Match spicy with sweet – A big tannic red with spicy chow mien? No. The dish would be perfectly paired with an off-dry Riesling or Gewurztraminer, and it’s a party in your mouth. The sweetness of the wine is offset by the spice in the food and instead of tasting sweet, you taste the delicious fruit in the wine instead. Pair Riesling, Pinot Gris (Alsace style) or Gewurztraminer with spicy Thai or Indian food. It’s a great combo.
Match creamy with crisp – Another fun match is to use a bright acidic wine to cut through a cream-based food. Take creamy cheese, Sparkling wine or Sauvignon Blanc can cut through that cream and bring out the best flavors in both the dish and the wine. Another great example is Chablis with a lobster bisque.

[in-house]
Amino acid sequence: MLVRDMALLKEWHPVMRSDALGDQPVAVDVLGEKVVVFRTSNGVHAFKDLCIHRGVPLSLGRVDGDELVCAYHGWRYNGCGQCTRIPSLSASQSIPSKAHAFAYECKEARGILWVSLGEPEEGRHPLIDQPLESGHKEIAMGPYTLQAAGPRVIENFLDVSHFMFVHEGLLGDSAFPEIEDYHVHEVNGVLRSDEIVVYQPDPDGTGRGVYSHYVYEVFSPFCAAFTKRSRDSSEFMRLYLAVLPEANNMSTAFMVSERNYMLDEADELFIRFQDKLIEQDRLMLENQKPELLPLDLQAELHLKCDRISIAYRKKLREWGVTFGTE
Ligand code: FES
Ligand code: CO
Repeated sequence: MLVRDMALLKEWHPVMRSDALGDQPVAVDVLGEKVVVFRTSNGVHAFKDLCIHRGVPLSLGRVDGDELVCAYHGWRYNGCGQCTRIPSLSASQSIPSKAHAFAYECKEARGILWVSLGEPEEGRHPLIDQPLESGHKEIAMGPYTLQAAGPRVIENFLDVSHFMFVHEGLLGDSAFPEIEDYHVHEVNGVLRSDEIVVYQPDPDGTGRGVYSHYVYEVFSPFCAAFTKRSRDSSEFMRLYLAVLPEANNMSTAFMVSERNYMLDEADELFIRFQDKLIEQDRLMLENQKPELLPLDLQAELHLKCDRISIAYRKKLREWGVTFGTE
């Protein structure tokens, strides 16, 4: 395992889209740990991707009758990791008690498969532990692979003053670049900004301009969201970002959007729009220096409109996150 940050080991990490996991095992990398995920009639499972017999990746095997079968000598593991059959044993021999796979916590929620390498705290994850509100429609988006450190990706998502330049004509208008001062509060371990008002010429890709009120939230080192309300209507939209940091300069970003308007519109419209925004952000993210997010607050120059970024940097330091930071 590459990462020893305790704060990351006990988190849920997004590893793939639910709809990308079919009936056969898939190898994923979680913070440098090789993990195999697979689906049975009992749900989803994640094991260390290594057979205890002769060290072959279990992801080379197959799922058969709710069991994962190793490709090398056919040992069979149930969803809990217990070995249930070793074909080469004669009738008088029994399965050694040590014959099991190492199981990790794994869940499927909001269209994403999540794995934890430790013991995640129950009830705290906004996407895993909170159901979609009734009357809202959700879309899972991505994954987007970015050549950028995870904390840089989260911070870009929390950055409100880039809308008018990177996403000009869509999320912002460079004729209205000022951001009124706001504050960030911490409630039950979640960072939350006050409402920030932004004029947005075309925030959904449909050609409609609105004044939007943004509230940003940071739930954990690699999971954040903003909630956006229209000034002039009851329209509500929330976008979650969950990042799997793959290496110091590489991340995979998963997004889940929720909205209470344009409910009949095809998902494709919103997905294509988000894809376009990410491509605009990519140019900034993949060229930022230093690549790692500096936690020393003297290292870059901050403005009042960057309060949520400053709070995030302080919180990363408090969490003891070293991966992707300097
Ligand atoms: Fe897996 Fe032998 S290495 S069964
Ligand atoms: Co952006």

Match Tannin to protein & fat – Tannins in wine are enhanced when paired with other tannins present in foods, so avoid pairing a big tannic wine with walnuts or chocolate! The two elements that help soften tannins in wine include protein and fat. This is why a steak is such a classic pairing for big red wines – it has both. Protein and fat help bring out the fruit in a red wine, subduing harsh tannins.
And last but not least Regional Pairings
Not sure what to have with a certain food? Try matching region to region. If you’re having pasta bolognese, try pairing it with a Chianti or another Tuscan Red. Rosemary-crusted lamb is a clear match for Chateauneuf-du-Pape. Oysters on the half shell would be just perfect with a Loire white or Albarino. Both are coastal wines, perfect for shellfish. There is just something about the food and wine coming from the same soil and climate that helps to make a perfect pairing!